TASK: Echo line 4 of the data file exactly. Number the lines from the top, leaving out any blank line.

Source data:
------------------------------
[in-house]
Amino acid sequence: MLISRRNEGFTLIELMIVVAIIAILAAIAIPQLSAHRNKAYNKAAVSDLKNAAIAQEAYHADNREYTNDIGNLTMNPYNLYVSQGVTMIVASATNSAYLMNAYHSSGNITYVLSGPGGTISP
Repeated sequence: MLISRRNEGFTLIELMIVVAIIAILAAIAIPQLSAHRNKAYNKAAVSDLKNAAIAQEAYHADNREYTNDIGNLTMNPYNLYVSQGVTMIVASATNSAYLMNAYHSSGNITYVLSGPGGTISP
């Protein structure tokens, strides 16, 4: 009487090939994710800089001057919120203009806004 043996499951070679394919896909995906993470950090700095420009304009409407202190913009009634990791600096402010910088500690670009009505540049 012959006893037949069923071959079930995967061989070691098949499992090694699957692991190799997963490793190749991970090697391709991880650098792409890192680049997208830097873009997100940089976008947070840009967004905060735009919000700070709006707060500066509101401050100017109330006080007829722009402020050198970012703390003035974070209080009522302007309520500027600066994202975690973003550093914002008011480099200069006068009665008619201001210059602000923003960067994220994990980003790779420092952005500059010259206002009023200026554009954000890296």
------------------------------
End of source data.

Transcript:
């Protein structure tokens, strides 16, 4: 009487090939994710800089001057919120203009806004 043996499951070679394919896909995906993470950090700095420009304009409407202190913009009634990791600096402010910088500690670009009505540049 012959006893037949069923071959079930995967061989070691098949499992090694699957692991190799997963490793190749991970090697391709991880650098792409890192680049997208830097873009997100940089976008947070840009967004905060735009919000700070709006707060500066509101401050100017109330006080007829722009402020050198970012703390003035974070209080009522302007309520500027600066994202975690973003550093914002008011480099200069006068009665008619201001210059602000923003960067994220994990980003790779420092952005500059010259206002009023200026554009954000890296």